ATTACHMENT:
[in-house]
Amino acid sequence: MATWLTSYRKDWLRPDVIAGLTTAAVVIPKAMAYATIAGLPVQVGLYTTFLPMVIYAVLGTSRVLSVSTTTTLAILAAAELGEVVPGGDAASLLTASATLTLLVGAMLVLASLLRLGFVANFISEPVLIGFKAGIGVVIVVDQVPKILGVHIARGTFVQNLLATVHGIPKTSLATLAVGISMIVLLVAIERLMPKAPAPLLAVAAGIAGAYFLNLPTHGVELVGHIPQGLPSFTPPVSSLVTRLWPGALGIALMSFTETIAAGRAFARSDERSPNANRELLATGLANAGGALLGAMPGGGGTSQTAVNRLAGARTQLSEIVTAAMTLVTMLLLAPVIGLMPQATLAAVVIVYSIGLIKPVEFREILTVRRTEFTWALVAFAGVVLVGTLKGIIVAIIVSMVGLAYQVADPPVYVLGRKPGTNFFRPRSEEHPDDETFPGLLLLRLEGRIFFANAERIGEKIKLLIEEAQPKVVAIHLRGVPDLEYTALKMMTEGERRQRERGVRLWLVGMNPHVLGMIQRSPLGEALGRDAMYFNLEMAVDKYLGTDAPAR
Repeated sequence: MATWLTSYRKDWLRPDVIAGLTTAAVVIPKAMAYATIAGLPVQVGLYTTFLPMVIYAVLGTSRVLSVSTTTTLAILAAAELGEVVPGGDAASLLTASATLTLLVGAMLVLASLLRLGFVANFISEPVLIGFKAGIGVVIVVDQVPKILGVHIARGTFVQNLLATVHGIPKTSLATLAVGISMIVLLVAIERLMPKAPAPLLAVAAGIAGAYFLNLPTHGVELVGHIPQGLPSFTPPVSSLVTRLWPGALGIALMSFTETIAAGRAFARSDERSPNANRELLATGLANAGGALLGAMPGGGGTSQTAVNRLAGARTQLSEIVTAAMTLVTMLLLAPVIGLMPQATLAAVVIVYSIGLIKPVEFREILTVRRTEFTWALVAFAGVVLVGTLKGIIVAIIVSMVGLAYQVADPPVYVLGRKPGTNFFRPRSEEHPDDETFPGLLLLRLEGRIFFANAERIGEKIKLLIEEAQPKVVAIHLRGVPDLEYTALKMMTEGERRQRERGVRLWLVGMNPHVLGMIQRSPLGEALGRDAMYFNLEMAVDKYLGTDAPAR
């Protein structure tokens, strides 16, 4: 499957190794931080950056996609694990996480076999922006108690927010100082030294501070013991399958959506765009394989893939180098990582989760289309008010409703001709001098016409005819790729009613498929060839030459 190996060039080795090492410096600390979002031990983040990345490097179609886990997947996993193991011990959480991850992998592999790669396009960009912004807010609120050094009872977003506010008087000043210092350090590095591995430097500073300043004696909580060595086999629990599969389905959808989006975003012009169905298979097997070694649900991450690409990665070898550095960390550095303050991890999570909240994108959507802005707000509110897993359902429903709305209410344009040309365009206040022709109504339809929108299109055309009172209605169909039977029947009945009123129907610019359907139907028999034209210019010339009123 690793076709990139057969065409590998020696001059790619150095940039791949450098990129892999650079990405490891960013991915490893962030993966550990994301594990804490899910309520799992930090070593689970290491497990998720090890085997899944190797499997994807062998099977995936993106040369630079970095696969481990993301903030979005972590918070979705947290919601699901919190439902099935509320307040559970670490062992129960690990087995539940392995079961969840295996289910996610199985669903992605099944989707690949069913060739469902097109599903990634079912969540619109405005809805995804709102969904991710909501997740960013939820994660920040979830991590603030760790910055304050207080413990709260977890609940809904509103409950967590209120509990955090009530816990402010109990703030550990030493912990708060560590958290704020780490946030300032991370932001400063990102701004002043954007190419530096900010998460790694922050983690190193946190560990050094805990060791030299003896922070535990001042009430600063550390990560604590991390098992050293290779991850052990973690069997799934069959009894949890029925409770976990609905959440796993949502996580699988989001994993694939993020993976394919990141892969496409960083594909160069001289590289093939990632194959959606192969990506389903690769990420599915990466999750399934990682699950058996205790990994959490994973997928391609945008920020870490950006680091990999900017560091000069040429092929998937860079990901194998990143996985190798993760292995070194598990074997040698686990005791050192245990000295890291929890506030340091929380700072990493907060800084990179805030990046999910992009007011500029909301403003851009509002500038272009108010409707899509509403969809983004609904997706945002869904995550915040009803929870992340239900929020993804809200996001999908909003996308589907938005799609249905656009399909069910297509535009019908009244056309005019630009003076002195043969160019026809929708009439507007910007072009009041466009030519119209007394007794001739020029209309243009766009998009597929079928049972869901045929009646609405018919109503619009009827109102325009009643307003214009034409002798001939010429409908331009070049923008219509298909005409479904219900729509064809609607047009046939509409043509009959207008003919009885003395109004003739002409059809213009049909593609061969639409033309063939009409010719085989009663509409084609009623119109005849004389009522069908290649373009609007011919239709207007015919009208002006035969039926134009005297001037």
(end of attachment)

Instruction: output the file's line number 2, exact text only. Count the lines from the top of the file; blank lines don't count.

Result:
Amino acid sequence: MATWLTSYRKDWLRPDVIAGLTTAAVVIPKAMAYATIAGLPVQVGLYTTFLPMVIYAVLGTSRVLSVSTTTTLAILAAAELGEVVPGGDAASLLTASATLTLLVGAMLVLASLLRLGFVANFISEPVLIGFKAGIGVVIVVDQVPKILGVHIARGTFVQNLLATVHGIPKTSLATLAVGISMIVLLVAIERLMPKAPAPLLAVAAGIAGAYFLNLPTHGVELVGHIPQGLPSFTPPVSSLVTRLWPGALGIALMSFTETIAAGRAFARSDERSPNANRELLATGLANAGGALLGAMPGGGGTSQTAVNRLAGARTQLSEIVTAAMTLVTMLLLAPVIGLMPQATLAAVVIVYSIGLIKPVEFREILTVRRTEFTWALVAFAGVVLVGTLKGIIVAIIVSMVGLAYQVADPPVYVLGRKPGTNFFRPRSEEHPDDETFPGLLLLRLEGRIFFANAERIGEKIKLLIEEAQPKVVAIHLRGVPDLEYTALKMMTEGERRQRERGVRLWLVGMNPHVLGMIQRSPLGEALGRDAMYFNLEMAVDKYLGTDAPAR